Frank Keating

A grand Celtic slam

A grand Celtic slam

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Final curtain for rugby’s 2005 Six Nations tournament: Grand Slams, Triple Crowns, Wooden Spoons. Before England and France presumed shared control of the old competition a decade or so ago, a clean-sweep Grand Slam season by one nation was such a rarity as to be scarcely a consideration. Sure, the glistening Welsh team of the 1970s won three vivid scarlet Slams on the trot. Scotland has achieved it only twice since 1925, when star sportswriter of the Daily Telegraph (always bylined ‘Colonel Philip Trevor CBE’) inventively described the exploit as ‘the impregnable quadrilateral’. Only on one single occasion has Ireland revelled in the gorgeous grandeur of the Slam. It was in 1948 and to the day they died my uncles would come over to tell the tale with relish. ’Cos it was a Cork man wot won it.

That, too, was a Wales v Ireland grand finale — 13 March 1948 in front of 32,000 at Belfast’s splintery old Ravenhill. Wales had a showstoppers’ side — Jones the Sprint, Bleddyn the Jink, and Tanner the Pass. Ireland had medic maestro Jack Kyle, darting Presbyterian minister Ernie Strathdee inside him, and an effervescent back row of Bill McKay (another doc), Guinness rep Des O’Brien, and Cork decorator Jim McCarthy, who was to became the big business buddy of magnate Tony O’Reilly. At prop was the onliest JC — otherwise John Christopher Daly, of London Irish and formerly Cork’s ‘holy ground’ of Cobh, famed in song and story. JC was not your square, squat prop with cauliflower ’n mushroom ears. He was a handsome black-haired dander-up dasher, whose pictures resemble cricketer Keith Miller. The Irish Independent called him ‘the green tornado’. In the war in the Signals JC had built up his immense body strength by lugging heavy wireless equipment all over the mountains of Italy and Crete. Now he was a skilled engineer in London.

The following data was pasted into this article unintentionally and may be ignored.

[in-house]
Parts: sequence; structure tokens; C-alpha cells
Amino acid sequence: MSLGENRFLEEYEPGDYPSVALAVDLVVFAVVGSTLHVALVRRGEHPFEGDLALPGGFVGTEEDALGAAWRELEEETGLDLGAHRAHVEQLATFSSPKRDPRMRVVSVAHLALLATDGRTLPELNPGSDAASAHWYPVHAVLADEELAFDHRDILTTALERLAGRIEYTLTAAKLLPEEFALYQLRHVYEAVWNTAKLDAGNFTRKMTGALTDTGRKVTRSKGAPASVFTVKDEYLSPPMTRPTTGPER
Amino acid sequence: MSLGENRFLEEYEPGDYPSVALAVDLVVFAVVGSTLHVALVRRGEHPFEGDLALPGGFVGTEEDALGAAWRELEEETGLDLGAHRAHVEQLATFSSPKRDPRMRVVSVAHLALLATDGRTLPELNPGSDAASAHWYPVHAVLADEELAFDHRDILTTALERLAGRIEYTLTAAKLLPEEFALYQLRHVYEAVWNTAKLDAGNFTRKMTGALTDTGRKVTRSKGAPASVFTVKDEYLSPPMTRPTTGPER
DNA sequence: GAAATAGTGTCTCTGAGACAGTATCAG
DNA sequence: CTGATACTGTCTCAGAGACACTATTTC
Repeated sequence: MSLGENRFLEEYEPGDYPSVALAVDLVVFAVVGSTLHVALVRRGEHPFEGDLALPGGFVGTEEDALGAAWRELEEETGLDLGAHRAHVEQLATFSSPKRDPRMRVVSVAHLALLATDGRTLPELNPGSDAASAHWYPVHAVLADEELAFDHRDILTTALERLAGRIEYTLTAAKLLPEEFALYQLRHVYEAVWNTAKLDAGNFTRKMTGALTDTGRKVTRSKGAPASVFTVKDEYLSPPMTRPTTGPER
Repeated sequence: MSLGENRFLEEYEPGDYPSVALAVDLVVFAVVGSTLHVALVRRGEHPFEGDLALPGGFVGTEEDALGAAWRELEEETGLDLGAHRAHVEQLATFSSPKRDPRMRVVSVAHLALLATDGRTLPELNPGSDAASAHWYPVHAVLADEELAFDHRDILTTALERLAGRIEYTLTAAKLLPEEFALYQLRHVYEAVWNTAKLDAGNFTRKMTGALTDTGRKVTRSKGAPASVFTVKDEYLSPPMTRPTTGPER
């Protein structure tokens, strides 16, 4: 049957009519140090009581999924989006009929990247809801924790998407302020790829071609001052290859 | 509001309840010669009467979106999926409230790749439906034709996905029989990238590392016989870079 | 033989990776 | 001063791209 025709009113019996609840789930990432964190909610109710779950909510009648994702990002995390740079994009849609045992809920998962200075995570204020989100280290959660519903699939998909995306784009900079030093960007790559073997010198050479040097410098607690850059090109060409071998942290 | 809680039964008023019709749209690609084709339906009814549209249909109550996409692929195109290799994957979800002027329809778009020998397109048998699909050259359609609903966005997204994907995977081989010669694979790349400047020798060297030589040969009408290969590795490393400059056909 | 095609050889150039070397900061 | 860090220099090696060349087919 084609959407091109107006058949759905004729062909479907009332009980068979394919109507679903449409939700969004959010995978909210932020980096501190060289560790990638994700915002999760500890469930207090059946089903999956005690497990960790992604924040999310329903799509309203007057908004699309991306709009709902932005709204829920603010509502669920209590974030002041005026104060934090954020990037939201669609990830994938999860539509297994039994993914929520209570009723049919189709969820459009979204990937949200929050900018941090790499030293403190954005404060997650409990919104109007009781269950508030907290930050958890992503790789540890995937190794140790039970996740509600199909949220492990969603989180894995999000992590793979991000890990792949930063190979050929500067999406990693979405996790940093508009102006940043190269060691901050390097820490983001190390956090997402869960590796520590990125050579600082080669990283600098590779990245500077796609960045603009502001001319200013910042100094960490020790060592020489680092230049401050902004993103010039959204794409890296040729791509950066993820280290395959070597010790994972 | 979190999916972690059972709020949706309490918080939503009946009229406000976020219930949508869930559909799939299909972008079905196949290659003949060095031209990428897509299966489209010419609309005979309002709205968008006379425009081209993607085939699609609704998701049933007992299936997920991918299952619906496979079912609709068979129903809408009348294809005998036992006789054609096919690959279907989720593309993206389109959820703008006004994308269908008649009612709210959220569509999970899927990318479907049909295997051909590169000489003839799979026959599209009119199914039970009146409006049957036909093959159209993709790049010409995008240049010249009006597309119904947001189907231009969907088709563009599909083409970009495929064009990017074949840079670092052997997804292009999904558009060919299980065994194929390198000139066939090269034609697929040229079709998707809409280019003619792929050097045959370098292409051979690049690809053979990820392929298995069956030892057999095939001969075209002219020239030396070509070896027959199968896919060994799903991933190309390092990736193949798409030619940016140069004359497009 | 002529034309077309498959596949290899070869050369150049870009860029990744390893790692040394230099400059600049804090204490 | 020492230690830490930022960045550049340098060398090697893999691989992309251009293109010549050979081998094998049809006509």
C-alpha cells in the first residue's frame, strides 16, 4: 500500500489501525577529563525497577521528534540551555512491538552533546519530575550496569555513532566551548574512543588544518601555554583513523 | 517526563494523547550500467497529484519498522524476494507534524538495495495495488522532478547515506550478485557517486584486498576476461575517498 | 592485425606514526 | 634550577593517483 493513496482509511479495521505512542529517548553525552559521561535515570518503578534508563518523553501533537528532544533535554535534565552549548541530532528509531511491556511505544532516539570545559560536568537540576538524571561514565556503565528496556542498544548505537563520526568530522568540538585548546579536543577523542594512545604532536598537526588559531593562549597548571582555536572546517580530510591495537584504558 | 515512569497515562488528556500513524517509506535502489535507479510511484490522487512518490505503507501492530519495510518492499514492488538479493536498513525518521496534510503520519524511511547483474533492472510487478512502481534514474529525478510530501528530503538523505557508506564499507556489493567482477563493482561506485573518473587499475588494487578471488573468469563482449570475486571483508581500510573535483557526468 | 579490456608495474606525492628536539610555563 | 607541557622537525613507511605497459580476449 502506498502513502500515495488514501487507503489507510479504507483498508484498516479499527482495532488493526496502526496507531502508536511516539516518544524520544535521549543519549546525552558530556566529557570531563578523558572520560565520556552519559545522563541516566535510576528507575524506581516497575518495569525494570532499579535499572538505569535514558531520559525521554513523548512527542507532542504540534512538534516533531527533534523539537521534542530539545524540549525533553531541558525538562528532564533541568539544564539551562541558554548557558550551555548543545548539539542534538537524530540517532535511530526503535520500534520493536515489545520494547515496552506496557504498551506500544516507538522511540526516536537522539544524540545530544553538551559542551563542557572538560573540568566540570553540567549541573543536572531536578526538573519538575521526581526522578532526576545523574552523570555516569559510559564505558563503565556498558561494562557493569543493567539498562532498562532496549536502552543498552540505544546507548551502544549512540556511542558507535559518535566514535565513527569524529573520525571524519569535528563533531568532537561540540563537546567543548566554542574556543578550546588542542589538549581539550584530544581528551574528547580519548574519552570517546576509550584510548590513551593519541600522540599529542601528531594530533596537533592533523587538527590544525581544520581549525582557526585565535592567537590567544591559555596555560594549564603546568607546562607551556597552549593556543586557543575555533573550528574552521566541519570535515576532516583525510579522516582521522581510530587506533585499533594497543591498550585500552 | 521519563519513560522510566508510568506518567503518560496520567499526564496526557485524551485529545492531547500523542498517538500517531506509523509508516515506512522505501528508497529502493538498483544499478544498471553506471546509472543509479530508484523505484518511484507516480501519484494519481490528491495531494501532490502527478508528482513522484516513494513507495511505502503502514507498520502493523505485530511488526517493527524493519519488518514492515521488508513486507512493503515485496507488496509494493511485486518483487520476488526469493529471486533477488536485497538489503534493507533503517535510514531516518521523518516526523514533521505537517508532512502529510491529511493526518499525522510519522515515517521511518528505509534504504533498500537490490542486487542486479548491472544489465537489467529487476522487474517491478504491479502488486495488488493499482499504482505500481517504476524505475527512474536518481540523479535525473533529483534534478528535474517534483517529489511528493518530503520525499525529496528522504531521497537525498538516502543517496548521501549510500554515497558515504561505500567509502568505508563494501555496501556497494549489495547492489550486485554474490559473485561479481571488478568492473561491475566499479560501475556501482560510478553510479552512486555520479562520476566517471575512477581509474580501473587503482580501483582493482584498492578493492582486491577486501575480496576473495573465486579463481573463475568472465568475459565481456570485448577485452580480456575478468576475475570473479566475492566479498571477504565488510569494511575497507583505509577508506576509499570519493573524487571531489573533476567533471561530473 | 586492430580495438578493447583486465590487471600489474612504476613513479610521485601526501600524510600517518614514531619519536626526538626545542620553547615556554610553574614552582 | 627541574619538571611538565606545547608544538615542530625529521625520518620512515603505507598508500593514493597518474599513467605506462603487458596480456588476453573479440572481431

Ravenhill, March 1948: drizzle and mud. Half-time 3–3, one try for Bleddyn, one for Dr Jack. Grind and grunt and heave. Then Bill, Des and Jim wheel from a scrum on Wales’s 25, boot the ball on and rampage after it. But none rampages faster than JC, who hacks it from the slithering grasp of Welsh full-back (and electricity board manager) Frank Trott, and over the line, triumphantly to flop on the leather, a blink before half of Wales sandbags him. Once the miners have been scraped away — as J.B.G. Thomas reports in the Western Mail — ‘there was Daly rolling over on his back, hugging the ball with victorious enthusiasm’.

Six–three. Daly is chaired from the field. ‘The throng nearly killed him for joy,’ O’Brien told me 40 years later. ‘His jersey was stripped from his back and people were wearing shreds from it on their lapels for weeks afterwards.’ They say some tattered squares of faded green cloth are still framed as relics all over the island. Next morning the happily hungover southerners of the Grand Slam XV took the train down to Dublin, where another huge assembly was waiting. Said O’Brien, ‘JC was at once whisked from the train station in her sports car by a truly beautiful girl he had never set eyes on before, but who was sporting a shard from his jersey on her blouse. He stayed with her for a whole week and lost his job when he returned, still smiling, to London.’ No worries. Daly telephoned Huddersfield’s rugby league team, which signed him up for a fortune. Fully deserved: the Hero.